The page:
Author: Edmundas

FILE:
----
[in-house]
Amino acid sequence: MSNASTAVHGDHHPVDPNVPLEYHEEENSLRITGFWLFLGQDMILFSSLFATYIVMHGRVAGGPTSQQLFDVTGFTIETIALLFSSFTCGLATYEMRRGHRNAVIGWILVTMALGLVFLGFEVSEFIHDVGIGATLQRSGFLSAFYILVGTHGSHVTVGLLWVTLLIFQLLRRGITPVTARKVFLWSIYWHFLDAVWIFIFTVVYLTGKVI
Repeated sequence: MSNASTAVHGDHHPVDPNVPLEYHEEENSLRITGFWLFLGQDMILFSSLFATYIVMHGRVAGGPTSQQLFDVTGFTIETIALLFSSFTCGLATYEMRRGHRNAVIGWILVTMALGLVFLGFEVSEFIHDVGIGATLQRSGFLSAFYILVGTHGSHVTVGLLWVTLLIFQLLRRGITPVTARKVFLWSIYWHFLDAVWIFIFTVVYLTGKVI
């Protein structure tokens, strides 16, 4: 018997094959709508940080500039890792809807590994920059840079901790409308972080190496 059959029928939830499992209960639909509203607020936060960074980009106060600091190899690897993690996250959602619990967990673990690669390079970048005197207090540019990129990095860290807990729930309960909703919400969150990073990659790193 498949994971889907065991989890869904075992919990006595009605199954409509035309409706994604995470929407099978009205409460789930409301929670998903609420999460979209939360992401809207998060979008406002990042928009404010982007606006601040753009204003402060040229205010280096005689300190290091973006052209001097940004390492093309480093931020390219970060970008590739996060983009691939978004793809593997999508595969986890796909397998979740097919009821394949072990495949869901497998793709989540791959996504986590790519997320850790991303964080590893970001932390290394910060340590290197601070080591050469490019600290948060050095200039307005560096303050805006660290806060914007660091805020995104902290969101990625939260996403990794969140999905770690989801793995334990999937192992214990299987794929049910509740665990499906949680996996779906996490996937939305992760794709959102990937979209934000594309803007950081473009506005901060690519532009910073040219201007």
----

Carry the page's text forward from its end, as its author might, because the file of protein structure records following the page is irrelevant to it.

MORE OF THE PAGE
Managing a thriving MRO business can quickly become challenging without the right tools and systems in place. To address these challenges, many organisations turn to advanced software solutions that allow for improved resource management, ensuring efficient and optimised operations. Laimonas Antanaitis, Product Director at Sensus Aero, a new-gen software solution for the aviation industry, shares his insights on the most pressing MRO tool-related issues and how new technology solutions can address them. Tool Tracking One significant issue that software helps solve is tool tracking. Without a strong tool tracking system, it becomes difficult to keep tabs on which tools are currently in use, who is responsible for them, and when they require calibration or maintenance. Tailored software solutions designed specifically for MRO operations can efficiently monitor tools, track mechanics’ usage, and identify any overdue tool returns. Calibration and Maintenance Calibration and maintenance of tools present another crucial aspect for MRO organisations. Inaccurate or improperly calibrated tools not only compromise work quality but also pose safety risks. Regular calibration is essential, yet it can be overlooked without proper control measures. Software programs come to the rescue by sending reports and reminders about upcoming calibration dates, preventing the use of tools with expired calibrations altogether. The same goes for tool periodic checks, as software systems can generate reports and track expiration dates to ensure timely inspections. Compliance and Safety Maintaining proper tool control is not only vital for smooth operations but also for adhering to industry regulations and safety standards. Failure to comply with these requirements can result in safety incidents and legal complications. MRO business management solutions, such as Sensus Aero, ensure all tool control is executed according to strict quality requirements. Such programs can also allow quality managers to conduct audits and review all tool-related actions within the system, maintaining compliance and safety. As organisations grow larger, their operations become more complex, and effective tool control systems become crucial to maintain efficiency. Businesses should not only focus on enhancing their operations but also on managing them efficiently through smart and convenient software solutions. Investing in advanced MRO management software empowers businesses to streamline processes, mitigate risks, and foster a safer work environment. Sensus Aero, a new-gen software solution for the aviation industry, has signed a contract with SIA Gulfstream Oil Ltd., a Latvian fuelling company. Under the 6-year-long agreement, Sensus Aero will provide into-plane fuelling software solutions to optimise the company’s operations at Riga International Airport. From its wide portfolio of available software modules, Sensus Aero will provide an into-plane fuelling module that ensures linear aircraft fuel system operations for both managers and drivers. Additionally, a fuelling storage management module will grant the company instant access to data and enable situational control of fuel storage and registries. Moreover, the GSE management module will allow full control of all equipment while monitoring its usage and technical health. Renata Šumskaitė, CEO at Sensus Aero, shared: “In the ever-growing pursuit of operational efficiency and optimisation, businesses are increasingly turning to intelligent software solutions to enhance their operations. We are excited to partner with SIA Gulfstream Oil, as our team is fully prepared to take charge of the implementation and change management process. Our goal is to ensure a seamless integration, setting the stage for their success. This partnership serves as a testament to the immense value our software solution offers to the industry. By leveraging innovation and expertise, we are dedicated to addressing our client’s unique needs and challenges.” The fuelling management modules will allow for improved operational efficiency, cost savings, safety and compliance, environmental sustainability, and data-driven decision-making. Egija Vilka, Executive Director at SIA Gulfstream Oil, commented, “We are looking forward to taking a significant move towards fuelling digitalisation in collaboration with Sensus Aero. Despite being a small company, we fully recognise the importance of optimisation, and this progressive move is a pivotal step towards expanding our volumes and enhancing business efficiency. We trust that the mutual exchange of ideas and industry know-how will be beneficial to both companies.” Sensus Aero is part of Avia Solutions Group, one of the world’s largest ACMI providers, operating a fleet of 180 passenger and cargo aircraft worldwide. Ground handling businesses face numerous challenges, including managing a large number of employees, contract management, and ground support equipment (GSE). This sector offers various approaches and requires addressing a wide range of problems. Konradas Dulka, Product Director at Sensus Aero, a new-gen software solution for the aviation industry, examines how one can ensure full control, minimise risks to the business and gain a competitive edge. Focus on optimisation While generating additional revenue streams in ground handling can be challenging without winning more contracts, the core concept of the business is optimisation. Therefore, your focus should be on achieving the theoretical maximum efficiency for each station. To optimise your business, you need to address two areas: process improvement and IT solutions. It’s crucial to envision the ideal organisation aligned with your company’s strategy and reflect the processes in the process flow within your systems. This requires fostering a culture of dynamic change and adaptability as well as ensuring that the platforms you use can adjust to these changes. Although each organisation is unique and efficiency can be achieved through different means, let’s explore the theoretical levels of ground handling system progression, usually measured in maturity (based on the progression of turnaround numbers): Level 1: Core ERP System At this stage, the focus is on establishing general control over operations and administrative business units. By implementing the main systems, you create a foundation for correctly building processes, reducing human errors, increasing overall efficiency, and preparing for scalability. Key modules: Level 2: Core ERP + Planning This level addresses planning problems. As planning solutions depend on data, Level 1 focuses on managing and gathering the necessary data, while Level 2 focuses on utilising it for planning purposes. Other systems such as Time & Attendance and Learning Management Systems (LMS) can help streamline operations. Level 2 is critical for increasing efficiency, reducing risks, and saving time. Key modules: Level 3: Core ERP + Planning + Real-time Level 3 focuses on controlling peak periods and eliminating chaos in the field. The main objective is to identify and quickly solve problems, leading to better resource utilisation and smoother operations for both GSE and employees. Tasks are entered through mobile device applications, reducing the need for manual entry after flight operations and thus saving time. Key modules: Level 4: Core ERP + Planning + Real-time + Data Warehouse + Reporting engine At this stage, all information is gathered and available in real-time, including operational and financial metrics. Key Performance Indicators (KPIs) for each business unit can be monitored, and the overall company health can be assessed. This solution in combination with other levels introduces a Decision Management System, enabling accurate and timely decision-making for management. Key Modules: Level 5: Introduction of AI To fully utilise AI, structured, accurate, and well-arranged data is necessary. The preceding steps serve as preparation, aiming to use AI in real-time, enabling the removal of dispatchers and constant predictive situation assessment. AI can be used in earlier steps, like in planning solutions (Reinforced AI) (Level 2) to address the human touch if the situation demands it. As you progress to different levels, the number of systems involved and complexity increase. To maintain a stable environment, it is best to minimise the integration count, introduce secondary data sources, and reduce the number of systems. This reduces stress on the IT department and improves end-user satisfaction by providing a single point of access. Implementing such solutions, depending on the organisation’s size, leads to smoother operations, predictability, increased efficiency, improved profitability, excellent on-time performance, and easier audit procedures. In the long term, these measures significantly enhance the company’s stability and provide a significant advantage over competitors. In the complex field of MRO, effective communication between clients and maintenance organisations plays a crucial role in ensuring seamless operations, minimising downtime, and maximising productivity. However, despite advancements in the industry, human errors are still a prevalent issue in MRO communication, leading to costly delays, misunderstandings, and potentially compromising safety. “One of the main challenges in MRO communication lies in the complexity of the tasks involved,” says Laimonas Antanaitis, product director at Sensus Aero, a new-gen software solution for the aviation industry. “Maintenance activities often require close cooperation between technicians, engineers, suppliers, and clients. This intricate system of involved parties that often communicates through several different channels increases the chances of miscommunication.” According to Antanaitis, misinterpretation of information or untimely communication can often lead to challenges and errors. “Clients may struggle to articulate their requirements accurately, especially when changes or updates to processes or operations are required. Furthermore, difficulties in communication can strive from inconsistency, lack of transparency or clarity in the information provided. This can lead to costly work delays or rework, which can have unfortunate repercussions and hinder the relationship between the parties involved.” Furthermore, the fast-paced nature of MRO operations and the pressure to meet tight deadlines contribute to errors in communication. “In such high-stress environments, especially now when the demand for MRO services is at an all-time high, individuals may overlook important details, skip essential steps, or fail to provide timely updates,” he explains. Additionally, communication can fail when operation records are incomplete, incorrect or get replaced. “Poor record-keeping and inconsistent practices make it hard to track changes, verify instructions, or revisit past conversations. This lack of documentation hampers efficiency and makes it tough to find the cause of errors and take preventive measures.” Such human errors in MRO communication can be addressed not only by investing in effective communication skills training for organisation employees but also by leveraging technologies. “There are quality tools created precisely with MRO organisations and their processes in mind,” Laimonas says. “Systems, such as our Sensus Aero Customer Portal module, can streamline communication between customers and service providers, allowing for fewer misunderstandings or miscommunication, which in hands saves time and costs for both parties. Our records show that by using tools like Sensus Aero, businesses can eliminate up to 97% of human errors and increase effective hours by 17%.” Collaboration between customers and organisations is vital in minimizing human errors in MRO communication. And to simplify the process and increase its effectiveness, modern tools and innovations come to aid. Sensus Aero is a family member of Avia Solutions Group – the world’s largest ACMI (aircraft, crew, maintenance, and insurance) provider with 173 aircraft fleet, operating on all continents in the world. The Group also provides various aviation services such as MRO (maintenance, repair, and overhaul), pilots and crew training, ground handling and other interconnected solutions.   Ground handlers are constantly facing new challenges, which are not static and constantly evolving. Moreover, technological advancements, emissions and higher security regulations are causing quite a disturbance to deal with. This fight is endless, and the most adaptive companies are winning, while others are slowly losing ground and trying different methods to increase revenue by optimising operational and administrational processes to gain a small yet important advantage. Undeniably, safety in aviation is vital, but so are the revenue streams – here we can observe different strategies put to the test: some decide to go for maximum cost savings and others choose to provide high-quality services. Naturally, everything is decided by the airline’s strategic behaviour, values, and competition. Konradas Dulka, Product Director at Sensus Aero, a new-gen software solution for the aviation industry, examines situations when efficient quality management can bring ground handlers long-term gains. The beginning – standards and efficiency First of all, good, efficient, and structural quality control increases efficiency, as it drastically accelerates the improvement rate and indicates root causes. As this becomes part of the organisational culture, the long-term effect starts to shape and unnecessary processes are stopped, the interaction between departments changes, and operational flows are optimised. As a result, we can gain structural organisational stability, which leads to a less chaotic work environment and better on-time performance, as well as resource reduction. To control and ensure this process, we need something that will serve as the basis: QMS (Quality Management System) and a constant auditing process, resulting in improvements. In essence, we are creating the framework on which we are building our quality standards. Gaining an edge Airport location can have a massive impact on competition and how the chessboard is played. One way of understanding which direction to take is by predicting and understanding airlines’ games. As it is quite different to ground handling, knowing what each airline stands for, and its long-term strategy can open quite a lot of possibilities. If an airport is attracting airlines – for which quality, on-time performance, and operational stability are crucial – reputation can become the key to winning the contract on favourable terms. In other words, even if ground handler will suddenly change the strategic initiative to improve drastically on-time performance, or the first/last bag delivery metrics, it won’t help much, as there are some historical statistical data. However, if a company has been working constantly to be known as high-quality oriented, then retaining current customers, gaining new ones, or expanding to new locations can be a lot easier. In addition, if the airline values high-quality services, then, in the negotiation process, quality-orientated companies can win the contract even with higher pricing, which increases your revenue. It’s a proactive measure, not reactive As we know, safety is vital for all aviation players, however, incidents do happen and usually are caused by human errors. Chances of an error can be minimised by adjusting processes, and constantly reminding staff about the importance of safety and surroundings, paired with Information systems. Each incident has a massive effect on revenue, as insurance can go up higher and with GH profit margins it can be quite a juggling act. In addition, though it is hard to evaluate, the company’s reputation suffers as well, which may prevent it from winning contracts in the future. With correct execution and implementation of culture, where quality is one of the top priorities in organisational goals can build a self-improvement culture – where everyone shares the same core values and does not require a push from top management to be more efficient and create safety-enhancing processes. This not only reduces risks but improves efficiency and mitigates revenue loss. As we have established, in some situations being aware of the competition and airline’s directional strategy makes it possible to gain a substantial advantage. To control everything in a structured way, not only a framework is needed, but tools as well. Digitalisation and the adoption of flexible platforms can increase your efficiency furthermore and help achieve your targets. So, how exactly can this platform help you? Overall, we can see, that establishing a quality-orientated approach in an organisation is not an easy task but can bring an edge in the long term. Understanding competition and being aware of the ever-changing market can lead to a stable, efficient, and more profitable organisation with a perfect reputation. With the aviation industry constantly searching for ways to optimise processes and increase efficiency, effective time management is key to ensuring smooth and sustainable operations, especially in the field of MRO (maintenance, repair, and operations). Laimonas Antanaitis, Product Director at Sensus Aero, a new-gen software solution for the aviation industry, believes that improved time management can have a massive positive effect on organisation efficiency and bottom line, and shares two main benefits of time tracking. Real-time labour tracking The first major benefit of time management is improved future estimations through real-time labour tracking. Using historical data leads to better planning and cost estimations, which in MRO is crucial to ensure that the maintenance work is completed within budget. By tracking time spent on each task, companies can more accurately estimate labour and material costs, as well as other expenses associated with maintenance activities. This helps them make informed decisions about allocating resources and budgeting for future maintenance work. Resource effectivity and utilisation The second benefit of time tracking is the ability of companies to better understand how their resources are being utilised. For example, if a task is taking longer than expected, it may indicate that additional resources are necessary, or that the current process needs to be optimised or modified to be more efficient. By tracking time, organisations can make changes in real-time, ensuring that they are using their workforce and other resources efficiently, and improve work productivity, which can affect the profitability of the MRO organisation. Simplifying time tracking through software While time tracking has undeniable advantages, it might become a difficult and time-consuming task. To optimise data collection and time tracking management MRO companies turn to software solutions, such as Sensus Aero. This tool works like a sandglass: it does not allow time to stop once the sand starts to flow ensuring task cards are managed effectively. Sensus Aero labour tracking tool lets only to change the type of time spent, but not stop it completely before ending the day. Using it allows businesses to better manage labour tracking KPIs, such as how much effective (spent on working cards) and non-effective (break, waiting for tools) time was spent per employee, bay, hangar, or organisation. By turning to software solutions companies can better understand their process gaps, improve employee/department efficiency, and optimise costs. Ground handling companies play a critical role in the aviation industry. They are responsible for providing a wide range of services, including marshalling, cleaning and baggage handling. These services are essential for the smooth functioning of airports and airlines. However, ground handling companies are facing a substantial number of challenges, especially with regards to the Ground Support Equipment (GSE). Konradas Dulka, Product Director at Sensus Aero, a new-gen software solution for the aviation industry, examines some of the problems that ground handling companies are facing with their GSE. Cost of GSE One of the main challenges that ground handling companies are facing is the cost of acquiring and maintaining GSE. GSE can be very expensive, and ground handling companies often have to purchase large quantities of GSE to meet the demands of their customers. Additionally, the cost of maintaining GSE can be significant due to constant need of maintenance and repairs to maintain them in good order. Safety Concerns Another significant challenge ground handling companies face is safety. GSE can be quite dangerous if not operated correctly and one incident can have a massive impact on business and especially future insurance costs. Ground handling companies are responsible for the proper employee training and that the equipment is maintained to the highest standards. Failure to do so can result in accidents that can cause injury or even death. Environmental Regulations There is also pressure on ground handling companies to comply with environmental regulations. GSE can have a significant impact on the environment since often ground handling is still using old and poorly maintained equipment. Airports are introducing strict regulations to reduce CO2 and noise levels. In some cases, ground handling companies must comply with these regulations or face fines. Competition The aviation industry is highly competitive and though each company may have its own strategy and good value proposition, they must offer high-quality services at competitive prices. Many companies are finding it difficult to compete or enter new markets, as larger companies have advantage in resources and economies of scale. Technological Advances One more challenge to face for ground handling companies is technological advances. New technologies are being constantly developed, which aim for improving efficiency and safety of GSE. The big issue is that these technologies can be expensive to implement and ground handling companies must find a balance between investments and remaining competitive. Additionally, employees must be retrained, and, in some cases, processes must be changed to utilize efficiently these new technologies. Control With larger numbers of GSE emerges a challenge on how to efficiently control all your fleet. As we know, maintaining this equipment is vital to ensure safe and efficient ground operations. Here are some ways how software can help with GSE management: There are a lot of challenges now regarding GSE for ground handlers, however there are always ways  to efficiently manage your fleet and business. By automating maintenance scheduling, managing work orders, inventory and providing reporting and analytics, we are certain that we can reduce the number of challenges, ensure better safety and ease the load on the employees. Clear and concise communication every step of the way is of crucial importance for every MRO business and its customers. And while some aspects of such communication are easier to handle, others pose more of a challenge even to the most experienced industry players. According to Romas Butkevicius, CEO at Sensus Aero, a new-gen software solution for the aviation industry, contracting can be one of the most challenging parts of business-customer communication. Aviation is an extremely precise and safety-focused industry, and the MRO sector is just as, if not more, detail-oriented. “Contracts between MRO services providers and their customers have various conditions, exceptional rules, and specifical agreements. It can become truly difficult to apply all these rules and conditions in real life,” Romas explains. “When working on such billing contracts, the main issue is difficult to contract management tools and systems that lack flexibility, and customisation and are complicated to work with. That’s why we put a lot of effort into making sure that the Sensus MRO contract tool is easy to use and offers a lot of flexibility for MRO providers.” According to Laimonas Antanaitis, Product Director at Sensus Aero, the tool allows clients to easily customise their contracts by applying rules for various aspects of MRO business. “Sensus MRO software’s billing rules module provides the flexibility to apply contract conditions to their customers. It allows organisations to bill labour per specific skill, work card, task, or routine; bill parts and materials for specific price lists or discounts, ability to apply landing costs and various types of MARKUPS or CAP’s; bill work cards or tasks for fixed prices. The tool also allows to administer tasks or work cards to specific groups which could be managed by the different rules as well as to bill services and charges related with the maintenance costs that come from 3rd party providers.” The tool allows not only customise billing rules and conditions but also to simplify invoice preparation. “All the information, gathered by the Sensus MRO software, can be prepared for Invoices or intermediate invoices which can be sent directly to customers or specific accounting systems. It also allows users to get the latest billing information in seconds in a fast-changing maintenance environment,” Laimonas adds. Simplifying and optimising MRO processes and operations can have a great impact on overall business success thus allowing Sensus MRO software to improve billing and invoicing can be beneficial to both MRO organisations as well as their customers. With the opportunities of virtual and augmented reality for aviation training enticing many professionals all over the world, businesses find themselves considering not only the advantages but also the possible challenges of such technologies. According to Konradas Dulka, Product Director at Sensus Aero, a new-gen software solution for the aviation industry, Virtual Reality applications can be both easy and troublesome. “VR application challenges come in many different forms – some technical, while others lie in the human factor,” he shares. “So, while these technologies are valuable and allow us to improve training processes and engage trainees at the same time, we have to stay vigilant when addressing these challenges.” The Product Director explains that one of the main challenges is optimisation. “At Sensus Aero, we have experimented with a number of different VR engines, which all have distinct advantages. However, regardless of what engine you choose, you need to spend a lot of time on optimizations. If you base your strategy on only realistic graphics, great sound effects, good procedure step-by-step guidance, your product will not automatically be great,” Dulka explains. “In my mind, the global optimisations actually define the product, allowing for it to be used for a longer time even by those, who have not tried anything like that before.” While in VR training a real-life procedure is simulated, not everything needs to be trained. “We are concentrating only on the procedural steps to make the training quicker and more concentrated. This means that every step of VR simulation creation must be considered very carefully – what do we want to be a part of simulation and what is not that important,” Konradas Dulka shares. “Our research has shown that during the simulation if there are parts of training when inside VR simulation you are moving without doing anything, for example riding a bus as a passenger, half of the people experience head spinning. Therefore, here we give the option for the instructor to disable the part and move to the next stage. In other words, the VR personalisation must be present, as no one is the same.” One other major challenge is onboarding. If a person has not tried VR previously, it takes on average around 10 minutes to onboard them. “We usually recommend starting the training with easier procedures, just to get used to the controls and the feeling itself. Unlike ERP systems or mobile apps, VR gives you the feeling of immersion – the user starts to believe he is inside the simulation and here we can help them develop the right habits. If onboarding has been done in the right way, Sensus Aero VR training mode can easily guide users through the steps – even if the procedure is quite complicated. And that’s it! After the onboarding users can be self-sufficient and execute training by themselves, which means a lower load on the trainer’s schedule,” he shares his insights. The harder the procedure, the higher the chance of mistakes and the return on investment of VR suddenly skyrockets. “One of the harder procedures we had to adapt to VR was into-plane fuelling. The complexity of a huge number of steps, and replication of fuelling panels, trucks and sequences was truly a challenge. You cannot replicate “more or less” and hope that users will believe it – it must be exactly replicated graphically, ensuring that control interaction is as realistic as possible. Additionally, you have to tune everything according to the business itself, as the company might be using different trucks where controls differ, clients aircraft fleet can consists of many different aircraft types and so on,” he explains. “Our recommendation is to concentrate on the most common mistakes and start from there. Additionally, unlike real-life training, with Sensus Aero into-plane fuelling VR we can simulate the overpressure or fire hazard, which in real-life practice it is just not possible to do. It is always good to know, that your staff is prepared for all situations, not only the “positive” sequence. We believe that with VR training integration we can enhance the safety of aviation and minimise the risk of the human factor. “ While some markets are quick adopters of new tech, others are on the slower side. However, everybody understands, that currently, the industry is at the breaking point with a significant shift of next-gen technology adaptation just around the corner. And with the positive ROI of VR and the significant improvements in aviation safety it allows for, it is safe to say that soon aviation training will look very different. While streamlining and optimising MRO processes can be very beneficial to every business, it does not eliminate the crucial part of successful operations – convenient and easy communication with customers. With questions, issues, and opportunities following close to every MRO process, the ability to convey information clearly and easily is extremely beneficial both to the MRO provider as well as the customer. “Most of the time miscommunication is not a purposeful act but a human error, cultural or industry-based difference,” says Romas Butkevicius, CEO at Sensus Aero, a new-gen software solution for the aviation industry. “Yet the nature of communication difficulties does not change the fact that it could become a costly issue for all parties involved. While creating tools and IT solutions, we have always focused on optimisation and client experience improvement, thus Sensus Aero Customer Portal has been created with users and efficiency in mind.” According to Laimonas Antanaitis, product owner at Sensus Aero, the Customer Portal allows MRO providers to show transparency while maintaining a clear and concise path of communication. “It is a convenient and beneficial tool for service providers as well as their customers. Users can check active aircraft maintenance projects and follow the working cards’ progress in real-time. They are also able to see all working cards’ stats, including labour and materials needed or used, while also allowing them to approve required materials and labour for aircraft maintenance projects. This allows users of the tool to easily approve required additional services through the Customer Portal even during the aircraft maintenance project. Additionally, customers can see their own stock of materials that they have with MRO organization, making it easier to plan within their own business.” Such transparency of projects and up-to-date tasks builds trust and confidence within the involved companies. “Working and communicating within companies should not be difficult, thus having all the needed information in one place, easily available via an online platform or a mobile app, makes life and work easier for all parties involved,” says Laimonas Antanaitis.